Discovery? What am I, Columbus?!

My lawyer in my civil lawsuit keeps talking about discovery, but I’m embarrassed to ask what that is.  In criminal cases, I know that the police investigate the crime, the prosecutor charges the defendant, and the trial decides the guilt or innocence.  But what about a civil lawsuit?

In a civil case, it’s the opposite from criminal; the parties have to gather their own evidence through a structured process called “discovery”.  A party files the lawsuit based on a sometimes limited, but good faith belief of the other side’s actions and then undergoes a structured process called discovery to gather the evidence before trial.  The structure is contained in the rules of civil procedure and impacted by the rules of evidence.  Of course, this is a gross oversimplification of the process, but you get the idea.

In civil disputes, each party has the ability in the discovery process to ask the other side for documents and information.  Documents are obtained through Requests to Produce and nowadays can also include electronic records, like e-mails and social media posts.  Other information can be gathered through written questions called Interrogatories or orally through a deposition or both.  Parties can also verify certain facts by asking the other side to admit them in Requests for Admissions.

Sometimes, however, parties outside the lawsuit hold key information.  Discovery may also be obtained from those third-parties or non-parties by way of a deposition or document request without deposition.  But, Interrogatories and Requests for Admissions may only be directed to another party in the lawsuit.  We refer to those involved in a civil suit as a “party” because they can be individuals or business entities.

Discovery takes time to complete because large blocks of time are built into our Florida Rules of Civil Procedure.  For example, after sending a request to another party, you have to wait at least 30 days for a response and sometimes longer depending on the circumstances.  Discovery requests can also sometimes require court action or uncover and lead to other information and evidence that is helpful to claims or yields and supports new claims.  Oftentimes, this is why lawsuits take so long, but that is not always a bad thing because it allows parties to gain some perspective over the dispute as time goes by.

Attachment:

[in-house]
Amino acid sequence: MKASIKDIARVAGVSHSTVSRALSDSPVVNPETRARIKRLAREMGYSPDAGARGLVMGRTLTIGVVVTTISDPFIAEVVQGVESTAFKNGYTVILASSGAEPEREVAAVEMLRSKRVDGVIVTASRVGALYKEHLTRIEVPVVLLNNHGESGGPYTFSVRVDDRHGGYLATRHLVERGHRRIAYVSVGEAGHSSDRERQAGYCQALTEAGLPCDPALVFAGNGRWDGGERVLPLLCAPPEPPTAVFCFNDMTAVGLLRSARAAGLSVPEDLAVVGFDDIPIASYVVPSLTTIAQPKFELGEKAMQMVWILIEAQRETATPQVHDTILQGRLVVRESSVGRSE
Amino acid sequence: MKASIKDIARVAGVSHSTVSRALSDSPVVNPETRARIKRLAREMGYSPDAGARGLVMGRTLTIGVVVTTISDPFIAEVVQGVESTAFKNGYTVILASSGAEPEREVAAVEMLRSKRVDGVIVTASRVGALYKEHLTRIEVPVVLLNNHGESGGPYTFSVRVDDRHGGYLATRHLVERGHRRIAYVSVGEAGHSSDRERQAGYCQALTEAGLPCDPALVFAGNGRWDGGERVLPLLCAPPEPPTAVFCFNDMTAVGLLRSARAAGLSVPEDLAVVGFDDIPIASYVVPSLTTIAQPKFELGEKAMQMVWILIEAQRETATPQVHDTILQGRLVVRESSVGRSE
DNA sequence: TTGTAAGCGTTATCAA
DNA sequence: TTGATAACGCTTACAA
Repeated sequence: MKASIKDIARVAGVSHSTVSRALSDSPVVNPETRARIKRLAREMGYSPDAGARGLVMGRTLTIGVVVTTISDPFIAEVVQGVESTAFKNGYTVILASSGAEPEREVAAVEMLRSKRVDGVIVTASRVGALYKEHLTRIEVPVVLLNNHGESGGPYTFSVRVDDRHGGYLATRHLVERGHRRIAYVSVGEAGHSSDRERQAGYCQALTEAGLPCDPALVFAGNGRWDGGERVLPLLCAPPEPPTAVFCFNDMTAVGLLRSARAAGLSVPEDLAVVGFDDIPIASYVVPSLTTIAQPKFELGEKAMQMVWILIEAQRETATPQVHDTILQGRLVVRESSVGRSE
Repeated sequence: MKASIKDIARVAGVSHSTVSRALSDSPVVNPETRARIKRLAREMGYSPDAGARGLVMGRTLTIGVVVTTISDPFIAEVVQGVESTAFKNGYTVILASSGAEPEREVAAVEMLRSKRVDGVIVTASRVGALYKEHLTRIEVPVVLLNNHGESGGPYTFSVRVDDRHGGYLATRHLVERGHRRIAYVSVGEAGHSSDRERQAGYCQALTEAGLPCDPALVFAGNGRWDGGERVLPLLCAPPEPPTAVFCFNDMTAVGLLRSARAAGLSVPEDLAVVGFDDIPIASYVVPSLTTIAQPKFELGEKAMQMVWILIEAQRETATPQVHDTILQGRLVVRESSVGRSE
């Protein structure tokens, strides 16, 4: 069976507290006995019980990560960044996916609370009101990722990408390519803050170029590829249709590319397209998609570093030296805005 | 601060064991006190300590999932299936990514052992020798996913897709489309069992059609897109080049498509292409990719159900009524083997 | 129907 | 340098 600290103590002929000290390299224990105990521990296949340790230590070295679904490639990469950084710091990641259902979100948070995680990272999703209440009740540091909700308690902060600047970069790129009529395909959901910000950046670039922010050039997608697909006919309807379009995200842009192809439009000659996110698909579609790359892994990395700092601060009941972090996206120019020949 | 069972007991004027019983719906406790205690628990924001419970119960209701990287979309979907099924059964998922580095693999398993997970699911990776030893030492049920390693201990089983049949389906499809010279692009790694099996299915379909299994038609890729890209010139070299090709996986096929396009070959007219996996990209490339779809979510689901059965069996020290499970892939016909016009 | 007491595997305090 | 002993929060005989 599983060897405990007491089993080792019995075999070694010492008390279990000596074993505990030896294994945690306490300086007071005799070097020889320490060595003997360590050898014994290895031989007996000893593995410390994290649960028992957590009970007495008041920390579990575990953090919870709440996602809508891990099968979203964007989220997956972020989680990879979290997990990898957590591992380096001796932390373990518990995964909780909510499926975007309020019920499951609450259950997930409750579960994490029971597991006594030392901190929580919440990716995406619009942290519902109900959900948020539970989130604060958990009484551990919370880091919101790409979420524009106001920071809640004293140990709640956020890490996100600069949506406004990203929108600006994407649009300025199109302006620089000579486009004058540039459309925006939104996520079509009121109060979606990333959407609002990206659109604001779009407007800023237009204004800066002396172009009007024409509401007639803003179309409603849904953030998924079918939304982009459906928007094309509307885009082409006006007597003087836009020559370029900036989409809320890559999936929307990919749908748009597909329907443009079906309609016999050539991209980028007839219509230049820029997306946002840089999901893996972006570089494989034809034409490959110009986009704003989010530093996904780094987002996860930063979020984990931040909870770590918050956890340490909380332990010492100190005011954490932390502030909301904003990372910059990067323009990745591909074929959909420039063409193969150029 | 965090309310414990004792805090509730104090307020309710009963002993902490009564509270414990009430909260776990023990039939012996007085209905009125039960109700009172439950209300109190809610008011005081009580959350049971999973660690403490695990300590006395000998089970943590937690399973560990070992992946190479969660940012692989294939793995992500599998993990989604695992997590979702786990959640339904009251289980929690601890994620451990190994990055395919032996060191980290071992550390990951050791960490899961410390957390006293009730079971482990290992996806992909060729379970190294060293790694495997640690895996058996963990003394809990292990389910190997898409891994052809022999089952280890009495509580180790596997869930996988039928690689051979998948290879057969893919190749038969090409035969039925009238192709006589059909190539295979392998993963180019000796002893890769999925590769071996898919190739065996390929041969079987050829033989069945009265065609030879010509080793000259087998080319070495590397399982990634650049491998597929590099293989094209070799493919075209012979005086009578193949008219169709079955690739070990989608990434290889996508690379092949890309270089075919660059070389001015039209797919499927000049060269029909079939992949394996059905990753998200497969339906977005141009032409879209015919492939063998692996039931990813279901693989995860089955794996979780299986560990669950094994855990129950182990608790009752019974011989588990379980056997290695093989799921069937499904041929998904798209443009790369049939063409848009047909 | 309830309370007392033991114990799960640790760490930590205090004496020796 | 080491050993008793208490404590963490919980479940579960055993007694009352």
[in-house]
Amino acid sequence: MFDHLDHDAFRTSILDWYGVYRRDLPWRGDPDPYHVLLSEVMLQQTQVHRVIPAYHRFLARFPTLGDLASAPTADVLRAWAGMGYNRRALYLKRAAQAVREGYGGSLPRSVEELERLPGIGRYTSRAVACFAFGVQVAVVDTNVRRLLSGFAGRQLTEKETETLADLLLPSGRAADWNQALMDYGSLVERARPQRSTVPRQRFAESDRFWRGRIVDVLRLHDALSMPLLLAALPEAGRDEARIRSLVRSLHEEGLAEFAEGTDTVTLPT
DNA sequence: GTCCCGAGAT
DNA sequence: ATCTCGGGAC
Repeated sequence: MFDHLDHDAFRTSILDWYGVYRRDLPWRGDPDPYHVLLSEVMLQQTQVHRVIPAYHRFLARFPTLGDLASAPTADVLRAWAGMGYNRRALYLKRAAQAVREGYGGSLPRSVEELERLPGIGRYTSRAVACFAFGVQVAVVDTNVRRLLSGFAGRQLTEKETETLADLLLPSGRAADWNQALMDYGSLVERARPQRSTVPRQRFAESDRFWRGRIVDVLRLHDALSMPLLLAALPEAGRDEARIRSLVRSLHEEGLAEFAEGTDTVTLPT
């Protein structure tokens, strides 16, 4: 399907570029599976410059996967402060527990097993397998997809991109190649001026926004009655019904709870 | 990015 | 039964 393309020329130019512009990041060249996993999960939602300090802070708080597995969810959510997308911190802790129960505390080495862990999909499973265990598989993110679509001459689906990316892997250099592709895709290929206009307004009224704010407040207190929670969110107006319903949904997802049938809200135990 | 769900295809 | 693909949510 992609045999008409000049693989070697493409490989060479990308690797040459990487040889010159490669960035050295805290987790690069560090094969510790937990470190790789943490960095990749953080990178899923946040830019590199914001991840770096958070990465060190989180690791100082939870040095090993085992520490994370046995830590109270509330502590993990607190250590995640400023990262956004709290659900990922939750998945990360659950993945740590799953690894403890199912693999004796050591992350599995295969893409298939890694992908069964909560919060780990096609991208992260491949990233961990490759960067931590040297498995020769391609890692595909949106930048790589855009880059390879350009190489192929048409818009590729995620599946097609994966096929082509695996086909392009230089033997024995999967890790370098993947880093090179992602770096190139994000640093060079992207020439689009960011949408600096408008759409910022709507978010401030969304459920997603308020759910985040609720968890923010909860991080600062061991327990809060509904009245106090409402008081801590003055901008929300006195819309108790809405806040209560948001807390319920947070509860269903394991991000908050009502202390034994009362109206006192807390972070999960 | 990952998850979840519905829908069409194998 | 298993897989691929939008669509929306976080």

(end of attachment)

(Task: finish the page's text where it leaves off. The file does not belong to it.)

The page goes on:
In sum, it is best for any party to get over the embarrassment of not knowing what discovery is and inquire of their attorney as to the purpose and plan of each action in discovery, if the attorney hasn’t already initiated that discussion.

About the Author

Board Certified expert in business litigation by the Florida Bar, David Steinfeld, Esq. is the owner of the Law Office of David Steinfeld in Palm Beach Gardens –  He is AV-Preeminent rated by Martindale-Hubbell, 10.0-Superb rated by AVVO,  named one of Florida’s Legal Elite for 2012 and 2013, highlighted as “One to Watch” for 2014 by Attorney-at-Law Magazine, recognized as one of the top business lawyers in Florida for 2013 and 2014 by The Legal Network, and was named to the 2014 Florida Super Lawyers List.

Additionally, Mr. Steinfeld sits on the Florida Bar Board Certification Committee for business litigation, the Florida Supreme Court Committee on Business and Contract Jury Instructions, and is the current Chair of the Palm Beach County Bar’s Business Litigation CLE Committee.  He is also involved in the Association of Certified E-Discovery Specialists and is an invited Fellow in the Litigation Counsel of America.  In 2014, Mr. Steinfeld was made a full Professor of Law at Dankook University Law School in South, Korea and regularly instructs on Florida business law and e-discovery.  Informative videos and articles are available for free at

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